Planning and Construction
(Click on the images to zoom and see additional content)
The planning for the River Campus in the 1920s included phased expansions to match an anticipated growth in the student enrollment from 1000 to 2500 to 4000 undergraduates.
The expansion included Rush Rhees Library, which in the eyes of the original architects would have been completed to form a symmetrical, unified design matching the Eastman Quadrangle facade.
The symmetry originally planned, and which the 1970 addition achieved for the most part, hides the very asymmetrical "back" of the library as it was completed in 1930. The original stack tower was fully exposed on two sides (those facing Meliora Hall and the Susan B. Anthony Residence Hall). A loading dock on the ground floor was located at the lower end of the ramp near what is now the Writing, Speaking, and Argument Center.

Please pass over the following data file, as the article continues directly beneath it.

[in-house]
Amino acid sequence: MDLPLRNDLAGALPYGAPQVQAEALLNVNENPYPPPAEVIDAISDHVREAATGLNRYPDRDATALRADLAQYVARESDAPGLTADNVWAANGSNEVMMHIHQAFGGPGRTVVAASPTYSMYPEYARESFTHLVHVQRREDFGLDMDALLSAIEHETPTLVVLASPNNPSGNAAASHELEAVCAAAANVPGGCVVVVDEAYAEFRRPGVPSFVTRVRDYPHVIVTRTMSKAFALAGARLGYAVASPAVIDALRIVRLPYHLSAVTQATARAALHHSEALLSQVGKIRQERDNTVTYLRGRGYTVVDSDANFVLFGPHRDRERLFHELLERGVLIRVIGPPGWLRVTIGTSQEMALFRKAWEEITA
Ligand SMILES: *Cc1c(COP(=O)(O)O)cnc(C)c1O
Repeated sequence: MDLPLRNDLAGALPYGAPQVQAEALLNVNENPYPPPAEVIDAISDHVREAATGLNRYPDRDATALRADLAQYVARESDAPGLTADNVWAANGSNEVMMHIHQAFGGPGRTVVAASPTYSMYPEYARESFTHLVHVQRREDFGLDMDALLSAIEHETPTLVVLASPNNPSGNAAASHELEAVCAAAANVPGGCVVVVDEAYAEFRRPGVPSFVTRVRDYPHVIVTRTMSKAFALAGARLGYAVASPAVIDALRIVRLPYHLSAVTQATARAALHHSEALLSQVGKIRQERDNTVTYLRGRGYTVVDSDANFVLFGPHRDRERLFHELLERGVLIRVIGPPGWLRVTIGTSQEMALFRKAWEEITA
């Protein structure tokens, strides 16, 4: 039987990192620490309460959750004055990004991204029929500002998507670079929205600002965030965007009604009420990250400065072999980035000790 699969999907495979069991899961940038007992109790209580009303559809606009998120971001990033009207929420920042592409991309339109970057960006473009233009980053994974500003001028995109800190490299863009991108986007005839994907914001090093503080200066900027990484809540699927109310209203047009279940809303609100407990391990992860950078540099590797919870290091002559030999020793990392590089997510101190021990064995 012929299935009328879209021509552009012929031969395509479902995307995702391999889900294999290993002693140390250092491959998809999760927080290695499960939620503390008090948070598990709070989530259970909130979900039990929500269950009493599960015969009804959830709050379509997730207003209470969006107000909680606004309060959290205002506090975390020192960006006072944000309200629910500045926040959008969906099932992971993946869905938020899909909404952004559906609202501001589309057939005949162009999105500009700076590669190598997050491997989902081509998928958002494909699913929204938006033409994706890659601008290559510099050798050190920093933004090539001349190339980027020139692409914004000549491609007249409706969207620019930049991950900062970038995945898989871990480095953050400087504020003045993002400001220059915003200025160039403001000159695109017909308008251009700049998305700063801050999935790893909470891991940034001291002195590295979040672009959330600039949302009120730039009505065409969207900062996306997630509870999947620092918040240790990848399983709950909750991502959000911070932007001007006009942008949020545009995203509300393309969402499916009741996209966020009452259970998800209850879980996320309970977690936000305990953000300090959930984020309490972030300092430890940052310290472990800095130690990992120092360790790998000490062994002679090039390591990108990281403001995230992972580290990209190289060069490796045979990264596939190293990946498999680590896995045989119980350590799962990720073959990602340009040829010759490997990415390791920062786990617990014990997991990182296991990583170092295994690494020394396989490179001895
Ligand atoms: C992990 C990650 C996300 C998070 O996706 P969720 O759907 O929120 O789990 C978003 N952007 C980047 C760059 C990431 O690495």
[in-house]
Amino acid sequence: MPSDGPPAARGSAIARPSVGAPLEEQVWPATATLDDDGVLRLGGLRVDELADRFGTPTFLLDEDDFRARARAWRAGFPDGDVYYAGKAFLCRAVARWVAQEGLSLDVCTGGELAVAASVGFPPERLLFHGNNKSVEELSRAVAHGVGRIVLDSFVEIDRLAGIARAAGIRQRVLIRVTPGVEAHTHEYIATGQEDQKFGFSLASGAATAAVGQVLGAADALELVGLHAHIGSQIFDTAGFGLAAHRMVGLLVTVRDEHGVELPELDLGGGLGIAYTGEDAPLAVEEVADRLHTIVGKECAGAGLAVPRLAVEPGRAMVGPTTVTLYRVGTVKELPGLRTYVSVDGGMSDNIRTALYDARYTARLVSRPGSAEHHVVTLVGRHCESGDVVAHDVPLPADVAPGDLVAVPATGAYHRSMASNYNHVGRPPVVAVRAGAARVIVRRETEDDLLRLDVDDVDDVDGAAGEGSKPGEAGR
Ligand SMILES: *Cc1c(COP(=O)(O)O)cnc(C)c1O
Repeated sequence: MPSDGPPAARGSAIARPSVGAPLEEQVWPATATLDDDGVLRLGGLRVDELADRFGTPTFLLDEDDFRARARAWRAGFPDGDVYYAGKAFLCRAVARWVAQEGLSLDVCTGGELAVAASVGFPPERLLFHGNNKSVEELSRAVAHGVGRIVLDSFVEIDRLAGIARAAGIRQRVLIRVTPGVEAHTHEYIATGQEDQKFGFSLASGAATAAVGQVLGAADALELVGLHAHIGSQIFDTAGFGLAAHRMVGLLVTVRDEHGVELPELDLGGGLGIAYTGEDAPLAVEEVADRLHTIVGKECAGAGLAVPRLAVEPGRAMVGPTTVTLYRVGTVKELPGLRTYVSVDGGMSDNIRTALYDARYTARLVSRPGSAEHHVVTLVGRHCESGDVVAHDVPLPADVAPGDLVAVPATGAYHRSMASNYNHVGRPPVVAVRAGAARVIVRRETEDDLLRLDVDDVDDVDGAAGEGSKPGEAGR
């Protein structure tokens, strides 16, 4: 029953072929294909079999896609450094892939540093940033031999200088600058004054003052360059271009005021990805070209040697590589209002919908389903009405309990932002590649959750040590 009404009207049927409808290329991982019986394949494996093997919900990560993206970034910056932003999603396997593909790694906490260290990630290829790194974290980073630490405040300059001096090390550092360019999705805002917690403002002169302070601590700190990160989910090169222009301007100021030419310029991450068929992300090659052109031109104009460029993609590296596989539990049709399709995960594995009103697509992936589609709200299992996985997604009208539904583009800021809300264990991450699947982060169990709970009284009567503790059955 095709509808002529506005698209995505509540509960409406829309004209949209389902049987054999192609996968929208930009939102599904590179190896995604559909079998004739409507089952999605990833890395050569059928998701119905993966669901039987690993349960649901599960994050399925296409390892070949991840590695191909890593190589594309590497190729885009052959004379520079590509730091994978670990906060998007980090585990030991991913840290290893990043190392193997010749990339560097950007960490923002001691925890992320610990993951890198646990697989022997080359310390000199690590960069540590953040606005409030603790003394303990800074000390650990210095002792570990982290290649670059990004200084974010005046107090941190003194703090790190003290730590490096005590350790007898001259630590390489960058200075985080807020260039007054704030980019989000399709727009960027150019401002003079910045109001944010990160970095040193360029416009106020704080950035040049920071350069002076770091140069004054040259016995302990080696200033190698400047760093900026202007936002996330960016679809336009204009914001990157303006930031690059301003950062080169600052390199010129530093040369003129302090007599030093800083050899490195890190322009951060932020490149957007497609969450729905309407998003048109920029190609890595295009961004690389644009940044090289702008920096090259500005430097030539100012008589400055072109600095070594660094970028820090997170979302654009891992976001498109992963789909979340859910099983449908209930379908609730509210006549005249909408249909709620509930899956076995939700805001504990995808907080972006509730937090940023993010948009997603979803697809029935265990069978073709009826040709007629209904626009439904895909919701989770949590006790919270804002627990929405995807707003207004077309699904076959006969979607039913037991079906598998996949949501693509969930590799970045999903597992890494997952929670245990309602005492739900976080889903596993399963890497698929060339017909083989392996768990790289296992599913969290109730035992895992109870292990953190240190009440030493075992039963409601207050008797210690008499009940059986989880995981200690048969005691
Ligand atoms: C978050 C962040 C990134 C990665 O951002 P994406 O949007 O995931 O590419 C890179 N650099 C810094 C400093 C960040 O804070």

This 1931 pamphlet was created to help users and staff find their way around the new building. Today it helps us know how the building was originally used and what the future plans were (note the dotted line indicating the planned building footprint). Such information is a critical resource when planning building renovations.
The 1970 addition aligns closely with the 1930 plans to expand the library and matches the elevation heights of the original building. As part of the design of the Gleason Library, large windows on the facade were installed in 2007.
The 1970 building wraps around the 1930 building in a "U" shape. This image shows the side of the library that faces Douglass Commons. The new skybridge connection ties in at this location.
The paler bricks visible on the upper portion of the wall indicate where the 1964 small addition was made on the third floor. Many alumni would know that space as part of the Management Library; the area is now used for staff work space.
In April 1969, two staff from the Campus Times explored the unfinished building and reported what they learned and saw. The full issue is available here.
These floor plans (click on the image to see all the floors) show the reassignment of spaces. Note that at that time, the numbering of the floors changed for a short time: the ground floor became Level 1, the first floor became Level 2.